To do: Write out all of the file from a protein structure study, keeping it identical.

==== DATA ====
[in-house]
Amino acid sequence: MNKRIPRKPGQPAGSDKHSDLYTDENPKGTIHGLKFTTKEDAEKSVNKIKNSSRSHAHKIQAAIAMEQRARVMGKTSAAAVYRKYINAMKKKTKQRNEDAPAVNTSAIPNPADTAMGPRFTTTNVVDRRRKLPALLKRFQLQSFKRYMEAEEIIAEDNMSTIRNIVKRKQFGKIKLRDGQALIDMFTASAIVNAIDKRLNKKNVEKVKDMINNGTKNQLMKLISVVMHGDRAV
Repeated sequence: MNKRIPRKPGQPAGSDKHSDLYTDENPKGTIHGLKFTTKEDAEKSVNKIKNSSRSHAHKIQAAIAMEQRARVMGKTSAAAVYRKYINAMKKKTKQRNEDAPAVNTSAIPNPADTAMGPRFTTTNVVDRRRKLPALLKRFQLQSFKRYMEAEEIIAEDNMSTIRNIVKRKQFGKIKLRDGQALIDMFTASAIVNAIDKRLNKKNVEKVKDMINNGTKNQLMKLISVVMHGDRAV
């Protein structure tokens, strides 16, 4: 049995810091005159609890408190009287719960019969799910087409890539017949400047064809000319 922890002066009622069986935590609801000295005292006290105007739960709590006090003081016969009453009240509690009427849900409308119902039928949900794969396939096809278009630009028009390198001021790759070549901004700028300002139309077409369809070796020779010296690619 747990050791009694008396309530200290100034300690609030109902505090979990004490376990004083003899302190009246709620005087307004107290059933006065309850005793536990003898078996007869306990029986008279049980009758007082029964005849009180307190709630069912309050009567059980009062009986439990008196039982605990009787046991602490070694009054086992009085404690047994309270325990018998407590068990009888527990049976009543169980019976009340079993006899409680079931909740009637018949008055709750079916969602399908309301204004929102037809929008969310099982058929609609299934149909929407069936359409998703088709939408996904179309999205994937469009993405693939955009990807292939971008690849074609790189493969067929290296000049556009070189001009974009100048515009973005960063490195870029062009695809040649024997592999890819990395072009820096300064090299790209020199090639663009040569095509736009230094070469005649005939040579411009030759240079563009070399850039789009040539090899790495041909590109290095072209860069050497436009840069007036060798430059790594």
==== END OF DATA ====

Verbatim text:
[in-house]
Amino acid sequence: MNKRIPRKPGQPAGSDKHSDLYTDENPKGTIHGLKFTTKEDAEKSVNKIKNSSRSHAHKIQAAIAMEQRARVMGKTSAAAVYRKYINAMKKKTKQRNEDAPAVNTSAIPNPADTAMGPRFTTTNVVDRRRKLPALLKRFQLQSFKRYMEAEEIIAEDNMSTIRNIVKRKQFGKIKLRDGQALIDMFTASAIVNAIDKRLNKKNVEKVKDMINNGTKNQLMKLISVVMHGDRAV
Repeated sequence: MNKRIPRKPGQPAGSDKHSDLYTDENPKGTIHGLKFTTKEDAEKSVNKIKNSSRSHAHKIQAAIAMEQRARVMGKTSAAAVYRKYINAMKKKTKQRNEDAPAVNTSAIPNPADTAMGPRFTTTNVVDRRRKLPALLKRFQLQSFKRYMEAEEIIAEDNMSTIRNIVKRKQFGKIKLRDGQALIDMFTASAIVNAIDKRLNKKNVEKVKDMINNGTKNQLMKLISVVMHGDRAV
């Protein structure tokens, strides 16, 4: 049995810091005159609890408190009287719960019969799910087409890539017949400047064809000319 922890002066009622069986935590609801000295005292006290105007739960709590006090003081016969009453009240509690009427849900409308119902039928949900794969396939096809278009630009028009390198001021790759070549901004700028300002139309077409369809070796020779010296690619 747990050791009694008396309530200290100034300690609030109902505090979990004490376990004083003899302190009246709620005087307004107290059933006065309850005793536990003898078996007869306990029986008279049980009758007082029964005849009180307190709630069912309050009567059980009062009986439990008196039982605990009787046991602490070694009054086992009085404690047994309270325990018998407590068990009888527990049976009543169980019976009340079993006899409680079931909740009637018949008055709750079916969602399908309301204004929102037809929008969310099982058929609609299934149909929407069936359409998703088709939408996904179309999205994937469009993405693939955009990807292939971008690849074609790189493969067929290296000049556009070189001009974009100048515009973005960063490195870029062009695809040649024997592999890819990395072009820096300064090299790209020199090639663009040569095509736009230094070469005649005939040579411009030759240079563009070399850039789009040539090899790495041909590109290095072209860069050497436009840069007036060798430059790594």